"Girls are exposed to the same amount of violence as boys and are responding the same ways as boys," she added. "It's only now that people are thinking logically and suspecting women can commit crimes." In the past, no one wanted to acknowledge that a woman had the ability to commit crimes, she said.

Copy-Cat Crime?

Another theory is that violent girls are actually taking the lead from boys.

Sickmund says, "There is no reason to believe that girls are doing stuff because they see boys are doing stuff and got some attention from it."

But, according to Mediascope, a nonprofit research and policy organization in Studio City, Calif., evidence suggests otherwise. According to their research, juveniles do commit crimes by mimicking violence they see around them.

The group cites a list of "copy-cat crime" sparked by violence viewed in the media: Last May, a 7-year-old Texas boy killed his 3-year-old brother after imitating a professional wrestling move he saw on television. In June 1997, Timothy McVeigh told investigators he was inspired to blow up the Oklahoma City federal building after watching Red Dawn.

Some of last year's wave of bomb threats that flooded the country's schools after the Columbine incident also may have been copycat crimes, the group's research shows.

And Stephanie Carbone, a research manager at Mediascope, says girls are just as likely to engage in copy-cat behavior as boys. "The likelihood of some kind of effect happening depends on the portrayal of violence in the media," she says, "for boys or girls."

Mediascope representatives are quick to point out that most violent acts are committed only by those with a predisposition to heinous behavior. But the group's research also indicates that violence seen in the media leaves three imprints on the public: desensitization to violence, fear of being victimized, and imitation of aggressive behavior.

Klite maintains that news images and stories move people -- boys and girls -- and that the press could stop projecting violent images, if it chose.

"The country has a fascination with things that bleed," he says. "And [news organizations] feed on that frenzy to make a profit."

He doesn't suggest that reporters stop printing or airing stories about vicious crimes, he adds, only that they take more consideration into selecting them.

"[Violence] is a public health issue," Klite says. "And the newsmakers must be more responsible in their reporting."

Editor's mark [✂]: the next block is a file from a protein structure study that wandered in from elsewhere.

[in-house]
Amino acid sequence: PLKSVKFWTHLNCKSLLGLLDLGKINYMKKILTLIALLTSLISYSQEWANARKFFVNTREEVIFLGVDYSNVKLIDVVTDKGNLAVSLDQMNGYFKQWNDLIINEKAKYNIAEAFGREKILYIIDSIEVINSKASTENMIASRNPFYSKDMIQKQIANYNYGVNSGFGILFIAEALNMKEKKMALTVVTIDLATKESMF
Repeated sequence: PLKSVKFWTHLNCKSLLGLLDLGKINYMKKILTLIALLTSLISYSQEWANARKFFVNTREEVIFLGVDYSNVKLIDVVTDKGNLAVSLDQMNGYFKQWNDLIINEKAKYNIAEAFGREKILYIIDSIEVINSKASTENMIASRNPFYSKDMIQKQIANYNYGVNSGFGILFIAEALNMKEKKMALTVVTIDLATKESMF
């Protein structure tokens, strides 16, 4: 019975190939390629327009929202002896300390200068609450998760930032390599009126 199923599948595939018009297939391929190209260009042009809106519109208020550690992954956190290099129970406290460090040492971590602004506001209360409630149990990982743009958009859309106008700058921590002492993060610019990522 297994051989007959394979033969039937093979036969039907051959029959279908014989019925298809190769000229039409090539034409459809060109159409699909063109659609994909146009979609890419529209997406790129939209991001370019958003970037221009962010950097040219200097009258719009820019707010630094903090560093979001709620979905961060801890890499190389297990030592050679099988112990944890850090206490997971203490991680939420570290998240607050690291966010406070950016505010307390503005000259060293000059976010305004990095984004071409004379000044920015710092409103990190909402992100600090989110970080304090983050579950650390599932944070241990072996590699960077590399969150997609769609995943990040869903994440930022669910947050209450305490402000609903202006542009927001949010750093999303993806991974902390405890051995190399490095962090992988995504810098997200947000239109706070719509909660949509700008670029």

Violence as Public Health

Stanton agrees that violence is a public health issue. Research compiled by Girls Incorporated points to many factors that lead women to commit crimes: difficulty in school, substance abuse, sexual or physical abuse, and a history of being a victim of violence.

One study by the National Council on Crime and Delinquency showed that 68 percent of incarcerated women from three states shared a single, common thread in their history: All had been victims of violence.

In a four-year study of 1,000 seventh- and eighth-graders, researchers for the Office of Juvenile Justice and Delinquency found that those who had witnessed violence at home were far more likely to commit violent acts than those girls who did not.

That cycle, Stanton says, must be broken. First, society must acknowledge not only that women are victims of crime, but can commit crime as well. Second, young girls must be taught that they have a voice -- they can say no to someone who has hurt them. They need to tell a figure of authority that they have been hurt, she said. Girls also must be taught empowering skills, from math to sports to communication. Finally, whole families must seek help, she added.

Furthermore, there are only a few programs nationwide that offer services targeting female juvenile offenders, according to a Justice Department report. The California legislature passed a bill to create the first statewide juvenile female offender intervention program in 1998, though it went unsigned by then governor, Republican Pete Wilson. The bill can still be re-introduced, and if passed, could serve as a model nationwide.

"The juvenile justice system has never looked at young women in a holistic way," says 23-year-old Lateefah Simon of the Center for Young Women's Development. "When people think of juvenile hall, they think of bad boys. But we're talking about a girl struggling, and there are not many resources for her."

This article originally appeared on Shewire. Bernice Yeung contributed to this story. Erika Hobbs is a reporter in the Philadelphia region.